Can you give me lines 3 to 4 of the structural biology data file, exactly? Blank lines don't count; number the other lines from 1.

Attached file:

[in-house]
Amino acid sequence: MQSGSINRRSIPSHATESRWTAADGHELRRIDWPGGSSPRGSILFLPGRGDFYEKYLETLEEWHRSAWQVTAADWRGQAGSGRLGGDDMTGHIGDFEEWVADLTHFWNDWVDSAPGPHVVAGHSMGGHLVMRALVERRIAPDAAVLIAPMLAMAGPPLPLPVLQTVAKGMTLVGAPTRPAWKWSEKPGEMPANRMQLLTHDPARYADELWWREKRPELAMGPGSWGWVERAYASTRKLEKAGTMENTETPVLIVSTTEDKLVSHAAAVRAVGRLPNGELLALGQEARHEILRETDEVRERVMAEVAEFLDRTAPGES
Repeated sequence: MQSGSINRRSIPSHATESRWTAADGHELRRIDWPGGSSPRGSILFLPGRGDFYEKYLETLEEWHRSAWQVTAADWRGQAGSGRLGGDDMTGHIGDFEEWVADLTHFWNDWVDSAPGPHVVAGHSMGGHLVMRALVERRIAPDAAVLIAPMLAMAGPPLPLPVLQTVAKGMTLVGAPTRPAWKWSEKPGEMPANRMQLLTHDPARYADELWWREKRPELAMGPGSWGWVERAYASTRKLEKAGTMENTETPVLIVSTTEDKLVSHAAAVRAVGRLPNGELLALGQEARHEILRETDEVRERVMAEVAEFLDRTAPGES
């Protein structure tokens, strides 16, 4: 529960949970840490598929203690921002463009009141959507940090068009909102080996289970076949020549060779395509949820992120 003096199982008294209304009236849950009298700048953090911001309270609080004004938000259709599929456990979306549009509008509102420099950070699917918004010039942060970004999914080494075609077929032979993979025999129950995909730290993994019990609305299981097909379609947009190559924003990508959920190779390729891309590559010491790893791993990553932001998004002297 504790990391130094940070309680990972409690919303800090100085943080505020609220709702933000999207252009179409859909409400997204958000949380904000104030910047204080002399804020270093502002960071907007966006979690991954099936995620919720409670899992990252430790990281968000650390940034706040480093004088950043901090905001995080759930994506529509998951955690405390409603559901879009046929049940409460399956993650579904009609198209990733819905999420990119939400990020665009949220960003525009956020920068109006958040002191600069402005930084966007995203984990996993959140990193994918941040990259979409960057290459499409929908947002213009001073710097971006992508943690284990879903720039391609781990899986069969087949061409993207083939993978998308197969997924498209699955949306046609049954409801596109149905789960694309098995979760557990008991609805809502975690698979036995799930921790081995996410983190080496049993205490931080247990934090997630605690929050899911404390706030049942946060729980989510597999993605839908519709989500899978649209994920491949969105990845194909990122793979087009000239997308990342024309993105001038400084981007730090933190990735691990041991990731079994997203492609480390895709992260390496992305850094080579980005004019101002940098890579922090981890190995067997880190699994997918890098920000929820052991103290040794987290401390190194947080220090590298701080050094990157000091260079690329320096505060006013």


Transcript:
Repeated sequence: MQSGSINRRSIPSHATESRWTAADGHELRRIDWPGGSSPRGSILFLPGRGDFYEKYLETLEEWHRSAWQVTAADWRGQAGSGRLGGDDMTGHIGDFEEWVADLTHFWNDWVDSAPGPHVVAGHSMGGHLVMRALVERRIAPDAAVLIAPMLAMAGPPLPLPVLQTVAKGMTLVGAPTRPAWKWSEKPGEMPANRMQLLTHDPARYADELWWREKRPELAMGPGSWGWVERAYASTRKLEKAGTMENTETPVLIVSTTEDKLVSHAAAVRAVGRLPNGELLALGQEARHEILRETDEVRERVMAEVAEFLDRTAPGES
């Protein structure tokens, strides 16, 4: 529960949970840490598929203690921002463009009141959507940090068009909102080996289970076949020549060779395509949820992120 003096199982008294209304009236849950009298700048953090911001309270609080004004938000259709599929456990979306549009509008509102420099950070699917918004010039942060970004999914080494075609077929032979993979025999129950995909730290993994019990609305299981097909379609947009190559924003990508959920190779390729891309590559010491790893791993990553932001998004002297 504790990391130094940070309680990972409690919303800090100085943080505020609220709702933000999207252009179409859909409400997204958000949380904000104030910047204080002399804020270093502002960071907007966006979690991954099936995620919720409670899992990252430790990281968000650390940034706040480093004088950043901090905001995080759930994506529509998951955690405390409603559901879009046929049940409460399956993650579904009609198209990733819905999420990119939400990020665009949220960003525009956020920068109006958040002191600069402005930084966007995203984990996993959140990193994918941040990259979409960057290459499409929908947002213009001073710097971006992508943690284990879903720039391609781990899986069969087949061409993207083939993978998308197969997924498209699955949306046609049954409801596109149905789960694309098995979760557990008991609805809502975690698979036995799930921790081995996410983190080496049993205490931080247990934090997630605690929050899911404390706030049942946060729980989510597999993605839908519709989500899978649209994920491949969105990845194909990122793979087009000239997308990342024309993105001038400084981007730090933190990735691990041991990731079994997203492609480390895709992260390496992305850094080579980005004019101002940098890579922090981890190995067997880190699994997918890098920000929820052991103290040794987290401390190194947080220090590298701080050094990157000091260079690329320096505060006013």